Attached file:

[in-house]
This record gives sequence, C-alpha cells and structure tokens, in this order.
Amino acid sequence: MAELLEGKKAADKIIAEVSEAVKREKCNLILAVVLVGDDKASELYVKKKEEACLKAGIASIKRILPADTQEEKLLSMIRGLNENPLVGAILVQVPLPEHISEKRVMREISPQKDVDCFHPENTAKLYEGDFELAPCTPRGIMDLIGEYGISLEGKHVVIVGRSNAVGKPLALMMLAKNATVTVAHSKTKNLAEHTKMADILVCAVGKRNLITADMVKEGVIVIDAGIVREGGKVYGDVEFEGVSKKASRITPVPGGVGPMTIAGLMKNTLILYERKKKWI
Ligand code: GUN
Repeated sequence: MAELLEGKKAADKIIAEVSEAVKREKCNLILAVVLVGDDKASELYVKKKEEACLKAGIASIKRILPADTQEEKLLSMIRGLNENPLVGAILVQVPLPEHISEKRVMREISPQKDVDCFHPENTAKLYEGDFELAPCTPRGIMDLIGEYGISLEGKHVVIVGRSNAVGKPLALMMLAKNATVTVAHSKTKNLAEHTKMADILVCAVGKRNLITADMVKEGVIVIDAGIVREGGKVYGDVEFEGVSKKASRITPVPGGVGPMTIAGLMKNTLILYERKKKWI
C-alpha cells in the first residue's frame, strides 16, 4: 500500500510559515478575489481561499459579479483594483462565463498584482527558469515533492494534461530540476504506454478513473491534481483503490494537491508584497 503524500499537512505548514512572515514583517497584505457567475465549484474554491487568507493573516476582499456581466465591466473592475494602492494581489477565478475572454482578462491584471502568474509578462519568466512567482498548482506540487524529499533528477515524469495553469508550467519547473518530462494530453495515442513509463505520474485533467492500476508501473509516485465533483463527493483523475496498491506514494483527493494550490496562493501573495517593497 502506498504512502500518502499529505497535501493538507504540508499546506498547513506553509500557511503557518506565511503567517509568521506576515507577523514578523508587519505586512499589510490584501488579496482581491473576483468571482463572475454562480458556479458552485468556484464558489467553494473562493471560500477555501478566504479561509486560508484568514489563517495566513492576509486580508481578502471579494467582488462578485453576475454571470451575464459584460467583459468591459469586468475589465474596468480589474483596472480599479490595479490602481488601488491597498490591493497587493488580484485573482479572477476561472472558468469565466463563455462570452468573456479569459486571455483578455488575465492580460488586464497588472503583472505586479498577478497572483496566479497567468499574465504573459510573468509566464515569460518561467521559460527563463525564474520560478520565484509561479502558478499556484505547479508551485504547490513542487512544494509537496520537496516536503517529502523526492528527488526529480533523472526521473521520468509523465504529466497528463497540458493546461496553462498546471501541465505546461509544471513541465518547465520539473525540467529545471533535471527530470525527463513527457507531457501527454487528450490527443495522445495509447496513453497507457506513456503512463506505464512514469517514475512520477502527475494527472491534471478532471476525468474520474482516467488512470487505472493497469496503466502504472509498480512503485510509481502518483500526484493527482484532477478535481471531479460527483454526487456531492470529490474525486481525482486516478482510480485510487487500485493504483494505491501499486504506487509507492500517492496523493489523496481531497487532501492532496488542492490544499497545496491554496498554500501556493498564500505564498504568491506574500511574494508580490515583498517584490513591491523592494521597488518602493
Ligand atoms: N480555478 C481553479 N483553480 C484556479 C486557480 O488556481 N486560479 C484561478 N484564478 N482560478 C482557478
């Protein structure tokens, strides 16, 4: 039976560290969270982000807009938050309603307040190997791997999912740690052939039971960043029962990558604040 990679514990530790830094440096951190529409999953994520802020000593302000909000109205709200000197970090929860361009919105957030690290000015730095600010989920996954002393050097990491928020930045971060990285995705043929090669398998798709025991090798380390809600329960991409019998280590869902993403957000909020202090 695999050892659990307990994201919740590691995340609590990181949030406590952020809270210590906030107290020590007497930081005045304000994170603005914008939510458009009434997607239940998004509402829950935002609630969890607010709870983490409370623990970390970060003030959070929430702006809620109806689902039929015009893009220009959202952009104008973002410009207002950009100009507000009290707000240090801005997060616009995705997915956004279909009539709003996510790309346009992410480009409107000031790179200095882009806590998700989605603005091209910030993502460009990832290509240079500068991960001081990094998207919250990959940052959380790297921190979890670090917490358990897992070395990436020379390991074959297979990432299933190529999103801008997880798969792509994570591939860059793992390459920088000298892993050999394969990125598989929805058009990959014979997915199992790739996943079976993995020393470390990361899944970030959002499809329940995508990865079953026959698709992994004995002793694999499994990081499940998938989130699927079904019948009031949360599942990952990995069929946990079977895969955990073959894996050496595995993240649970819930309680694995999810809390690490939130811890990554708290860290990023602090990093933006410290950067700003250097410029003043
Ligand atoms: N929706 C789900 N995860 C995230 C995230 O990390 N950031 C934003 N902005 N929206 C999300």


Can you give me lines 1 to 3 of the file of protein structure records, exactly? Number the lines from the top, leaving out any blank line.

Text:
[in-house]
This record gives sequence, C-alpha cells and structure tokens, in this order.
Amino acid sequence: MAELLEGKKAADKIIAEVSEAVKREKCNLILAVVLVGDDKASELYVKKKEEACLKAGIASIKRILPADTQEEKLLSMIRGLNENPLVGAILVQVPLPEHISEKRVMREISPQKDVDCFHPENTAKLYEGDFELAPCTPRGIMDLIGEYGISLEGKHVVIVGRSNAVGKPLALMMLAKNATVTVAHSKTKNLAEHTKMADILVCAVGKRNLITADMVKEGVIVIDAGIVREGGKVYGDVEFEGVSKKASRITPVPGGVGPMTIAGLMKNTLILYERKKKWI